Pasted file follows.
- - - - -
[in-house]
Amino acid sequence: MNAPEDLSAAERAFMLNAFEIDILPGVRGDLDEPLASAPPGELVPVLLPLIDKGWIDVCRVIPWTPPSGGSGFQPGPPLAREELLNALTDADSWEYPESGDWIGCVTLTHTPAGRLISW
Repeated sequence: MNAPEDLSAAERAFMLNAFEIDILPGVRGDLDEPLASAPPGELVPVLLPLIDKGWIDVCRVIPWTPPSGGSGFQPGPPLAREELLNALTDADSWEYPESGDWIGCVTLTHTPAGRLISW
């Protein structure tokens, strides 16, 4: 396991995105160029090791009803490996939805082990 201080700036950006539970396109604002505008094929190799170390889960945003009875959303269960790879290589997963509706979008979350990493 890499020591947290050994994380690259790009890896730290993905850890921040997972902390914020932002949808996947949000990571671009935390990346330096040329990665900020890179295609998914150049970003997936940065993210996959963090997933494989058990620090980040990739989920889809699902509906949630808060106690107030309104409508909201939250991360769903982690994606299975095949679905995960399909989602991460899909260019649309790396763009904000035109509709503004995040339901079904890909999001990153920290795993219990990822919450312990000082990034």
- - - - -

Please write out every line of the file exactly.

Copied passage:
[in-house]
Amino acid sequence: MNAPEDLSAAERAFMLNAFEIDILPGVRGDLDEPLASAPPGELVPVLLPLIDKGWIDVCRVIPWTPPSGGSGFQPGPPLAREELLNALTDADSWEYPESGDWIGCVTLTHTPAGRLISW
Repeated sequence: MNAPEDLSAAERAFMLNAFEIDILPGVRGDLDEPLASAPPGELVPVLLPLIDKGWIDVCRVIPWTPPSGGSGFQPGPPLAREELLNALTDADSWEYPESGDWIGCVTLTHTPAGRLISW
């Protein structure tokens, strides 16, 4: 396991995105160029090791009803490996939805082990 201080700036950006539970396109604002505008094929190799170390889960945003009875959303269960790879290589997963509706979008979350990493 890499020591947290050994994380690259790009890896730290993905850890921040997972902390914020932002949808996947949000990571671009935390990346330096040329990665900020890179295609998914150049970003997936940065993210996959963090997933494989058990620090980040990739989920889809699902509906949630808060106690107030309104409508909201939250991360769903982690994606299975095949679905995960399909989602991460899909260019649309790396763009904000035109509709503004995040339901079904890909999001990153920290795993219990990822919450312990000082990034």